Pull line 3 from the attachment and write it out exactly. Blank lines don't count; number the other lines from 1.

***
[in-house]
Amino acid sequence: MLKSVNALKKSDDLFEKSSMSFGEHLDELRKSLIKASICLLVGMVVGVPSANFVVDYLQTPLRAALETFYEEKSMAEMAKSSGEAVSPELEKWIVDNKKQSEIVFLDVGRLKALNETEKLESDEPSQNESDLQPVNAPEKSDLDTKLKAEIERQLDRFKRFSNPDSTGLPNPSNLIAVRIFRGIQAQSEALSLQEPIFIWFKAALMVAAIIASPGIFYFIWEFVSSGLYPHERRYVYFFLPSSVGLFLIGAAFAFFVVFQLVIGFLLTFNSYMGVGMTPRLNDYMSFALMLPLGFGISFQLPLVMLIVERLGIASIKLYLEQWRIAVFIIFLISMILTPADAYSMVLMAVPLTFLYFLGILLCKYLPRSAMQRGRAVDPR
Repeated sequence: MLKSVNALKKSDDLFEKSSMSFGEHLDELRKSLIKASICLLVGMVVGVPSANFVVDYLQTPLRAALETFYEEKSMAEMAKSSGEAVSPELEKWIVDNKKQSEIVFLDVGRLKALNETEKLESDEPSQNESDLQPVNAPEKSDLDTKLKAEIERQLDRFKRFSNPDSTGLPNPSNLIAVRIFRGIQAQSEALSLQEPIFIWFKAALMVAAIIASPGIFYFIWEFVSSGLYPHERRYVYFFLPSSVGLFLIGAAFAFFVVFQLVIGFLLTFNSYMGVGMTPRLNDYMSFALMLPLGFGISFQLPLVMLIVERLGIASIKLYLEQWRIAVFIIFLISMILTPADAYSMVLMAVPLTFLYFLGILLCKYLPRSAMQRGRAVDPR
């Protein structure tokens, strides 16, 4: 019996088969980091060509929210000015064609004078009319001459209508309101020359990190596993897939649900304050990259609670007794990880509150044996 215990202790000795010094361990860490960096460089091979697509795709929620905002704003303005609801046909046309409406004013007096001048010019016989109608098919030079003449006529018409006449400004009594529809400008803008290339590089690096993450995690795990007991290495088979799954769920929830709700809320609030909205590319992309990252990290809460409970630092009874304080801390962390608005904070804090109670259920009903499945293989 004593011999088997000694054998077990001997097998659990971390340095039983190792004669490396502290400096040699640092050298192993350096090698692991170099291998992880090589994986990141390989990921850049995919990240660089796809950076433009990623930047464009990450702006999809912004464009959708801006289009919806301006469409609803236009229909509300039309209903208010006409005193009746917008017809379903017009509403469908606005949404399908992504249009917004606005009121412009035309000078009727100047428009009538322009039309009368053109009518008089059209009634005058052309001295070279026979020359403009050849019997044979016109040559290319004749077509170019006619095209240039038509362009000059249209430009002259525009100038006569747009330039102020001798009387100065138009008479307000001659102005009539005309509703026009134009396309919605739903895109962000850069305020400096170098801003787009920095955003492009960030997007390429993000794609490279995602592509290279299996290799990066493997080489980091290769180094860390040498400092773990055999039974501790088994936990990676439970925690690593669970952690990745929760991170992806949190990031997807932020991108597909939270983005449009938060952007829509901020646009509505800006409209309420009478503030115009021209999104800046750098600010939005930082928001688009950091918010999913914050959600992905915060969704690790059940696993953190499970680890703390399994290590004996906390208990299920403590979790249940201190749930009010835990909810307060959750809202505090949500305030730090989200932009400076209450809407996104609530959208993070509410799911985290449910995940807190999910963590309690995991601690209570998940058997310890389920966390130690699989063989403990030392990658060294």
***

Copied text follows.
Repeated sequence: MLKSVNALKKSDDLFEKSSMSFGEHLDELRKSLIKASICLLVGMVVGVPSANFVVDYLQTPLRAALETFYEEKSMAEMAKSSGEAVSPELEKWIVDNKKQSEIVFLDVGRLKALNETEKLESDEPSQNESDLQPVNAPEKSDLDTKLKAEIERQLDRFKRFSNPDSTGLPNPSNLIAVRIFRGIQAQSEALSLQEPIFIWFKAALMVAAIIASPGIFYFIWEFVSSGLYPHERRYVYFFLPSSVGLFLIGAAFAFFVVFQLVIGFLLTFNSYMGVGMTPRLNDYMSFALMLPLGFGISFQLPLVMLIVERLGIASIKLYLEQWRIAVFIIFLISMILTPADAYSMVLMAVPLTFLYFLGILLCKYLPRSAMQRGRAVDPR